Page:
Klein has made the annual trek to the Italian countryside - often accompanied by Bertolli or co-owner Maggie Klein -- to confer, negotiate, and hunt with his circle of confidantes among the tartufai who drop everything around this time of year to take up their real passion: truffle hunting.
There is a maxim that a good truffle year means a bad wine year, noted Klein, and while the heavy rains that have fallen in the late summer may have played hob with Italy's grape harvest, truffle fanciers have reason to celebrate.
"The one nagging drawback to the full, unencumbered enjoyment of truffles in recent years has been the cost," said Klein. "There's always that little sting that goes with eating 'the world's most expensive delicacy.' But with the sting abated, I think we're going to see some memorable evenings here at Oliveto during the Truffle Dinners."
In order to assure the finest and freshest truffles for Oliveto's kitchen, Klein and Bertolli for several years have journeyed to Italy's prime white truffle fields - principally the mixed forests of oak, poplar, and other compatible trees in Piedmont, Romagna, Umbria and Tuscany - in search of the rare tuber magnatum pico.
"Freshness is the key to enjoying the remarkable perfume of white truffles," said Bertolli. "Bob and I have found that the only reliable way to provide this heady experience to Oliveto's tables is to bring the truffles back ourselves."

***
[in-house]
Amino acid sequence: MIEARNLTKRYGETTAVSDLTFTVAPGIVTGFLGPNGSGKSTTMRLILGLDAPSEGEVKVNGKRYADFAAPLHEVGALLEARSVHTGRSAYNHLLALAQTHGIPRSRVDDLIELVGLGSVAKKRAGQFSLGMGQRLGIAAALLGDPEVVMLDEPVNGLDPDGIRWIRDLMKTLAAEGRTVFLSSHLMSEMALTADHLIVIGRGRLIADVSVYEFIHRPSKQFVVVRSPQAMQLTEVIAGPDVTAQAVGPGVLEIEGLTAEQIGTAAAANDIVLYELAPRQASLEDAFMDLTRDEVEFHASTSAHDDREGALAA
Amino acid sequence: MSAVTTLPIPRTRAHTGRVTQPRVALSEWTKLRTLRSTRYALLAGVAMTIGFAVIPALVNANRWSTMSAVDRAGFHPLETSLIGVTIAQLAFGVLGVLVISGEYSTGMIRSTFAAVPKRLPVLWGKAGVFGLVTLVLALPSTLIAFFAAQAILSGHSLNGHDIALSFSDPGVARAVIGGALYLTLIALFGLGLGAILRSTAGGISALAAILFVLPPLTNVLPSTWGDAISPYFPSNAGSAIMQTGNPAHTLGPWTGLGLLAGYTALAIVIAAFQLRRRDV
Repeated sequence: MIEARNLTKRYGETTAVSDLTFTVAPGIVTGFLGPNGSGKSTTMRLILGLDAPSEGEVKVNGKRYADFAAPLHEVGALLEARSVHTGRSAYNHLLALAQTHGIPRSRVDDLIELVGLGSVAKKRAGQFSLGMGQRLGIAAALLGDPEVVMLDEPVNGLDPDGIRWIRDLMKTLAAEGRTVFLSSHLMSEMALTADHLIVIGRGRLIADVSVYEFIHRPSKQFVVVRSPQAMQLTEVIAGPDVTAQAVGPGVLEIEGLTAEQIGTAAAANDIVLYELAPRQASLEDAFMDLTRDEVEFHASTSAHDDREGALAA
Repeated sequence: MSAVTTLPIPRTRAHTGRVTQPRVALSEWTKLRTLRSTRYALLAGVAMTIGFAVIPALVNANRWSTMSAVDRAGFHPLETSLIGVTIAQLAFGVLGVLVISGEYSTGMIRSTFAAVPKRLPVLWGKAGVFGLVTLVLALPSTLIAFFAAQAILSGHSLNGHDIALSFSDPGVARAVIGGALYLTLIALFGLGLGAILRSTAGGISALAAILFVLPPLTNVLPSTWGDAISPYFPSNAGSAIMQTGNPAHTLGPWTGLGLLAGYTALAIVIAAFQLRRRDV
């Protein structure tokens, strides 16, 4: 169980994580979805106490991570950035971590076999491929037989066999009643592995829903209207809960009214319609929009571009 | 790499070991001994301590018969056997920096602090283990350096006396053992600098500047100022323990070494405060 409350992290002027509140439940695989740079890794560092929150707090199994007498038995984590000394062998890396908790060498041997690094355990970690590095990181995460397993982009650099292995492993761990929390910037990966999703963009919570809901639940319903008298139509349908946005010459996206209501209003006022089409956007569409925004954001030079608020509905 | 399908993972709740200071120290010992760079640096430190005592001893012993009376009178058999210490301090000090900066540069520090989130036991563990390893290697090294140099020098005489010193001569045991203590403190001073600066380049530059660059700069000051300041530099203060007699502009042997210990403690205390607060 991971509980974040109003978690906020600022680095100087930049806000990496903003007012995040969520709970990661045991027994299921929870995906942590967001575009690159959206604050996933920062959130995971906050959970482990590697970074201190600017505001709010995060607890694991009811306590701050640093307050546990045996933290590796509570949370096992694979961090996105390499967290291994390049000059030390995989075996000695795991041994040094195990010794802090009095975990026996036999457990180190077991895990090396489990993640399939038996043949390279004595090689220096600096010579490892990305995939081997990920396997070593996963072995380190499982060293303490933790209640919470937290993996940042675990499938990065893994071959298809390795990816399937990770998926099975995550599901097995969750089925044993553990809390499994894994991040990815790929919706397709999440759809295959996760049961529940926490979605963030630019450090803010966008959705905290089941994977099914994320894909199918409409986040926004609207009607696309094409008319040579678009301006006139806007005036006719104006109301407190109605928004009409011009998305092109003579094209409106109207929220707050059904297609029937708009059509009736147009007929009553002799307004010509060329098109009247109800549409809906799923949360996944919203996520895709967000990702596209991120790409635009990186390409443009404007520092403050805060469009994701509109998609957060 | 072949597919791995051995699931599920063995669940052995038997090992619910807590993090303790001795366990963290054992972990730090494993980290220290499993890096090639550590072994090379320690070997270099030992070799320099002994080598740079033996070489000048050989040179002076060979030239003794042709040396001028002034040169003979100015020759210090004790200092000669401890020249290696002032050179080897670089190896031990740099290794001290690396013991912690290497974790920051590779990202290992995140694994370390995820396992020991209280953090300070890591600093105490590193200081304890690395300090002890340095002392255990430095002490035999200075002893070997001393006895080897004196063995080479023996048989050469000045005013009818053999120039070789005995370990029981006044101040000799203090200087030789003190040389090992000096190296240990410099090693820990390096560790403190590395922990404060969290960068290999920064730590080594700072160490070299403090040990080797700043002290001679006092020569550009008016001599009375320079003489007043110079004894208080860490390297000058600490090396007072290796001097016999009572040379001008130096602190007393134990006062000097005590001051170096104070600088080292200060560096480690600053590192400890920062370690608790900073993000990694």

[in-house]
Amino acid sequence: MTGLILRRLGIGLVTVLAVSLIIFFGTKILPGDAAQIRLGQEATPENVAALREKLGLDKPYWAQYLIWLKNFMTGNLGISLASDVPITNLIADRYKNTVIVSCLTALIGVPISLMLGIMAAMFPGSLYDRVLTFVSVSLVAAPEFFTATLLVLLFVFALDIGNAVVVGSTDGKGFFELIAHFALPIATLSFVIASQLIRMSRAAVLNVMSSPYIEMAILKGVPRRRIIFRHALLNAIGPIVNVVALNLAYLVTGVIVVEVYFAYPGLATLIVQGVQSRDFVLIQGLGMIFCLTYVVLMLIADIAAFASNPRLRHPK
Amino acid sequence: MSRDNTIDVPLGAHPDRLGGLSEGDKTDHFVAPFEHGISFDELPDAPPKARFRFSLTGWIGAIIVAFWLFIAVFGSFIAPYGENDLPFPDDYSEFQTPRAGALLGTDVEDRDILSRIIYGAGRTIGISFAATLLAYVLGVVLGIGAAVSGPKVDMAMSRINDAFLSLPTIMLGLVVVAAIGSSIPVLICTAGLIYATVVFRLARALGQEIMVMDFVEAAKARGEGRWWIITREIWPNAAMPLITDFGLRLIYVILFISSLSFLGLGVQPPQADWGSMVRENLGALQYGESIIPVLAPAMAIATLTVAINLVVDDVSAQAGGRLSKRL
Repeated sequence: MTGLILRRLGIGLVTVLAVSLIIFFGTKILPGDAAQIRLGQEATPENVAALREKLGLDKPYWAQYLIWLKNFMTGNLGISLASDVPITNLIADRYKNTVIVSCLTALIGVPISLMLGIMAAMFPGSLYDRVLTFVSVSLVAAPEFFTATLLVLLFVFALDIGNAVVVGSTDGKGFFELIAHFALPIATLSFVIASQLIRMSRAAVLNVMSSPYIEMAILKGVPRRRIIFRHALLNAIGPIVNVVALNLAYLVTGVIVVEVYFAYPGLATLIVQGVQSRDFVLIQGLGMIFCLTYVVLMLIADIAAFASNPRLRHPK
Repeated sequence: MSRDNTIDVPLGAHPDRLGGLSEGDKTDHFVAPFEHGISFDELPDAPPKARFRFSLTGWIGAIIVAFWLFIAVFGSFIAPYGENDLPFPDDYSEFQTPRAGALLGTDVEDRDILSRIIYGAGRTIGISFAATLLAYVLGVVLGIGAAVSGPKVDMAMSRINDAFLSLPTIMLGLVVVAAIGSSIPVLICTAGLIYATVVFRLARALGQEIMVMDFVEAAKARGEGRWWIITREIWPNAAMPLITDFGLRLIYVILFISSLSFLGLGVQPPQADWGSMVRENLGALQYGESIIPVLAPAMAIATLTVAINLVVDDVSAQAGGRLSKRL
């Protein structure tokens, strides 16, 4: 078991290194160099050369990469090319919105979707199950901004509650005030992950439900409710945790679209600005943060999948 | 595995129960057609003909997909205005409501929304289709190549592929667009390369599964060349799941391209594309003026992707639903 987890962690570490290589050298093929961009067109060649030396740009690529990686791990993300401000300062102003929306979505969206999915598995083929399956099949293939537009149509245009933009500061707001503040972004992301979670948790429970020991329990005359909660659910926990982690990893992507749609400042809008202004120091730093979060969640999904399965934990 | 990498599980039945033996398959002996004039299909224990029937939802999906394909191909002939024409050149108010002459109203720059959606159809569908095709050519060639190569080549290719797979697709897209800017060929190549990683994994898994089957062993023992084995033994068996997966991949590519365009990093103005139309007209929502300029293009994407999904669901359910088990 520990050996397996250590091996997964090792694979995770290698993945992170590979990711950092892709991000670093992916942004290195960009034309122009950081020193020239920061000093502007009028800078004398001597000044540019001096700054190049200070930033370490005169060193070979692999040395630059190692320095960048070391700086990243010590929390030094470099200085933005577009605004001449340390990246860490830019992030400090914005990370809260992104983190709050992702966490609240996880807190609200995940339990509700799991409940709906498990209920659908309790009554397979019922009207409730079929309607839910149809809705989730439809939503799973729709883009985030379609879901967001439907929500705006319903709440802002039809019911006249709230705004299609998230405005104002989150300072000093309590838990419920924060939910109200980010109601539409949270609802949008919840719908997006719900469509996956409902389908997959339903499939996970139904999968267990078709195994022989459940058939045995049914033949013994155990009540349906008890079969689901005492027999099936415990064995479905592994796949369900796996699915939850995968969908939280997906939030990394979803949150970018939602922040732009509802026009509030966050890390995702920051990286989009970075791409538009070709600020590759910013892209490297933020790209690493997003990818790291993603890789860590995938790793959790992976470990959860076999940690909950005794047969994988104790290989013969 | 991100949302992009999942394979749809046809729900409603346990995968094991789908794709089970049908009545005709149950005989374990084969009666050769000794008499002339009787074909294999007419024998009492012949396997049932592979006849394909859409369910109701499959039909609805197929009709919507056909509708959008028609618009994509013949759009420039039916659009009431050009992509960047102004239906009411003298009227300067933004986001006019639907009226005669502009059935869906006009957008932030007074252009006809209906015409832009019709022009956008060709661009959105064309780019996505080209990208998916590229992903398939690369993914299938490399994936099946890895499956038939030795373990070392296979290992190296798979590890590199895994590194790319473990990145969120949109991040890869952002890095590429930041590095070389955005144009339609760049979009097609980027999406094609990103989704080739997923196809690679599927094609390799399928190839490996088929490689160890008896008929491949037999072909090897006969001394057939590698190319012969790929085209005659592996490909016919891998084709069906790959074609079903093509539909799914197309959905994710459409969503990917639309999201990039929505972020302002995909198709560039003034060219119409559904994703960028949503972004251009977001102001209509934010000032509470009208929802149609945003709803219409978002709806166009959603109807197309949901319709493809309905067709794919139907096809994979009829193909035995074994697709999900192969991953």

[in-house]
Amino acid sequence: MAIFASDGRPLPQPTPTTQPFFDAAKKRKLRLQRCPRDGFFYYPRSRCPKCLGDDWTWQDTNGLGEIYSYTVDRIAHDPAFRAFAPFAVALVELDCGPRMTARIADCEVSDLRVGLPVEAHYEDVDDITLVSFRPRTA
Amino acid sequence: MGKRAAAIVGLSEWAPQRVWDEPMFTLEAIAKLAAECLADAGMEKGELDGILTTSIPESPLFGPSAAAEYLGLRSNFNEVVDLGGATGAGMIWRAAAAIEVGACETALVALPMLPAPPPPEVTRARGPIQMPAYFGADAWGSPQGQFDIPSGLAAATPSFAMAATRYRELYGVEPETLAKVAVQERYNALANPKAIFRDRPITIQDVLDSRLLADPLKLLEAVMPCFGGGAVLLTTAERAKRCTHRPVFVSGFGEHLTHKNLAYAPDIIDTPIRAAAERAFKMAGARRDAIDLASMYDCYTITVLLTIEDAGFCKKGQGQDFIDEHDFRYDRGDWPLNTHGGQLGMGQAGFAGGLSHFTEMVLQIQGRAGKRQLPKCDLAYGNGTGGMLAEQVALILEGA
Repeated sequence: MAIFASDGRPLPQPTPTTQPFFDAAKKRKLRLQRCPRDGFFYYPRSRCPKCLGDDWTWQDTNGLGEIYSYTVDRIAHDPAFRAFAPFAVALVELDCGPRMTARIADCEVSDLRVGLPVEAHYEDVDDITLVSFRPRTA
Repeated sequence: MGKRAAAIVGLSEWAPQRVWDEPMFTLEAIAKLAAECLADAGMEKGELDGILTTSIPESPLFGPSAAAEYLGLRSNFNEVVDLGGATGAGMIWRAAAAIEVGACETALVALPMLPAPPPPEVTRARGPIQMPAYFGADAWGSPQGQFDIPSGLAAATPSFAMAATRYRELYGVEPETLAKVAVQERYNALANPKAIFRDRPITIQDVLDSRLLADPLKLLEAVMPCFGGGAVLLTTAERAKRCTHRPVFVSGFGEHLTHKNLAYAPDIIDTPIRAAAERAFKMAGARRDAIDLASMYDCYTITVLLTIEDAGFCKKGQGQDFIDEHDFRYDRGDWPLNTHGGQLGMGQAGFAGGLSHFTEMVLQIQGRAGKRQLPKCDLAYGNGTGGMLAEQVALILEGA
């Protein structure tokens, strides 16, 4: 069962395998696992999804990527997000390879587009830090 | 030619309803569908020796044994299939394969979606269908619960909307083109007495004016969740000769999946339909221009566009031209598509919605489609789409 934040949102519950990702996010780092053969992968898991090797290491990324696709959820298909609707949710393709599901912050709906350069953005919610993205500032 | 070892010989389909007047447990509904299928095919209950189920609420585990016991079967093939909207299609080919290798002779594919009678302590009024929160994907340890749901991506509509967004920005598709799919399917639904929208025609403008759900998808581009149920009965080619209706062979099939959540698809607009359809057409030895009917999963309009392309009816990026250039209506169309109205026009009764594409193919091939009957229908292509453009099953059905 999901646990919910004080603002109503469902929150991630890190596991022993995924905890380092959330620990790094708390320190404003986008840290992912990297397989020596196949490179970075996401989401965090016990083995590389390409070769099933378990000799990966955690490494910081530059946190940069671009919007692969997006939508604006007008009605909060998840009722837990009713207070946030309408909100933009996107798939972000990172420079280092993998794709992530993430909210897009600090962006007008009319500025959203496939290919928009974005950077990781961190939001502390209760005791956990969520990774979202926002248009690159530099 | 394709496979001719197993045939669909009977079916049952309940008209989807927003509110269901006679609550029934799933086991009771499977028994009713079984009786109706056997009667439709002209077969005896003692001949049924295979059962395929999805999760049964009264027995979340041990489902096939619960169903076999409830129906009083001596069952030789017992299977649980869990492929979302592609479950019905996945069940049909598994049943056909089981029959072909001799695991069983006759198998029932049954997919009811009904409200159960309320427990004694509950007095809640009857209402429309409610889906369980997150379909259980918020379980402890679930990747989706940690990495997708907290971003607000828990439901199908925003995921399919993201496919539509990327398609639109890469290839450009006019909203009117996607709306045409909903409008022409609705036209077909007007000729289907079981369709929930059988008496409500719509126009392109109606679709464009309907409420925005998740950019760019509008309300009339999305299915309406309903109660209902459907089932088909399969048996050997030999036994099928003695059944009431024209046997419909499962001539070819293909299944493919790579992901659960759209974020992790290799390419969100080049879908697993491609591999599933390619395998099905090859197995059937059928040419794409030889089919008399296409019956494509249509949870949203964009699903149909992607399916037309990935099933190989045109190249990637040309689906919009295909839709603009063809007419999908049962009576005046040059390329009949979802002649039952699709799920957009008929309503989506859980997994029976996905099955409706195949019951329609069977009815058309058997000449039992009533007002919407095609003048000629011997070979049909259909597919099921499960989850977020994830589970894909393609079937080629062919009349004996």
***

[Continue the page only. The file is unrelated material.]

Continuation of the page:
White truffles are generally served raw, shaved over food, and diners at Oliveto pay by the gram according to the amount consumed. According to Chef Bertolli, truffles are best paired with dishes rich enough to stand up to the truffle's pungent aroma, but uncomplicated enough not to distract from the truffle experience.
Oliveto is located at Oakland's Rockridge Market Hall at 5655 College Avenue. The restaurant offers lunch and dinner seven days a week from 11:30 a.m. to 2:00 p.m., 5:00 p.m.. to 9:00 p.m. The full restaurant menu is available in the Cafe during lunch and throughout the evening hours. For reservations please call (510) 547-5356. Major credit cards are accepted and parking is available in the Market Hall lot.
Heather gave me a copy of The Fourth Star this September. I reviewed it over on litwank. Someday i hope to review a meal at the restaurant itself - Rosencrans over at The Morning News has done just that. He tells a great story, complete with chef-look-alike-mixups and actually getting to meet our man Daniel himself. Go check it out.
I just happened to reread this fabulous interview from our local weekly paper
up here in see-yattle. this might be one of my favorite bits of writing (or
talking, I guess) about food, period. The woman being interviewed works
for a place that makes what they call "hand-forged" donuts.
Sabrina the Donut Diva
Top Pot, 609 Summit Ave E, 323-7841
What do you think of Krispy Kreme?